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Call for waste industry to keep a close eye on revised WFD and redefinition of municipal waste

The waste industry needs to keep a close eye on the Governments plans to redefine municipal waste and its interpretation of Article 11 of the revised Waste Framework Directive, according to an industry expert.

Speaking to MRW, Veolia Environmental Services environmental and regulatory affairs director Gill Weeks said that the UK is doing well in increasing its recycling rates and diverting waste from landfill. However, speaking speculatively, she said the industry needed to ensure that waste companies have robust systems to accurately measure commercial and industrial waste if the UK ends up including C&I waste in its municipal waste definition. She also said the industry needed to assess clarity around whether the 50% figure in Article 11 of the revised WFD excludes green waste and the impact this will have on UK recycling figures.

The Department for Environment, Food and Rural Affairs is currently reviewing the definition of municipal waste to include similar C&I and institutional wastes so that the UK can be in line with other European Union member states that include some C&I waste in their municipal waste definition.

She said: Smaller waste management firms may not have sophisticated IT systems to produce accurate measurements for C&I waste. There is a need for all waste industry companies to have robust systems for data measurement and to make accurate calculations.
She said the consultation on the redefinition of waste will have to consider this carefully.

Weeks also raised concerns over the controversial Article 11 of the revised WFD.

Article 11 states: By 2020, the preparing for re-use and the recycling of waste materials such as at least paper, metal, plastic and glass from households and possibly from other origins as far as these waste streams are similar to waste from households, shall be increased to a minimum of overall 50% by weight.

Defra has interpreted this to mean that green waste can be included in this definition contributing to the 50% target.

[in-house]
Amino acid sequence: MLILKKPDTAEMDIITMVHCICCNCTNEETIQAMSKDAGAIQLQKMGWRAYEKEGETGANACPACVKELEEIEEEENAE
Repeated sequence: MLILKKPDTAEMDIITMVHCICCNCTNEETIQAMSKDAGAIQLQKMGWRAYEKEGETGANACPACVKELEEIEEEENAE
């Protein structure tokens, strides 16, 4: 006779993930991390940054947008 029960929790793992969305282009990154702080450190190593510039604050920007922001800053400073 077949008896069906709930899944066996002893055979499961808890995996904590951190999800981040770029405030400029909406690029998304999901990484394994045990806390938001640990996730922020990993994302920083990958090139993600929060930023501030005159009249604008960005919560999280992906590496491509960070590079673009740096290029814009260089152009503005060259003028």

However, Weeks said: I was at a meeting at Brussels in October last year and somebody asked the panel whether member states could include biowaste and green waste in the 50% Article 11 target. The question was posed to the representative from the European Commission.

The EC representative said the issue was being considered and was looking for the issue to be resolved by comitology [refers to the committee system which oversees the delegated acts implemented by the European Commission].

The Defra representative said that he was very clear and confident that green waste was included in the 50% target.

In the last couple of weeks, Eurostat [the EU statistics office] has issued a discussion paper on a proposal for the monitoring of the recycling targets set in the revised WFD.

Weeks said there was no guarantee that green waste will continue to be included in the 50% target. She suggested other EU member states not including green waste may put pressure on the Commission to do the same to ensure there is a level playing field.

Green waste is often seen as an easy win for councils and can often bump up councils recycling targets. If the EC concludes that green waste is not to be included in the targets this could prove a headache for councils and mean a lowering of recycling figures.

However, EC sustainable production and consumption policy officer Andreas Versmann said: In November 2009, there was a meeting held with member states to discuss calculation methods for targets in Article 11 of the WFD for 50% municipal waste. We concluded that there was a possibility that other waste could be included in that calculation.

If the UK opts for inclusion of biowaste in the target they could do that. (see MRW story)

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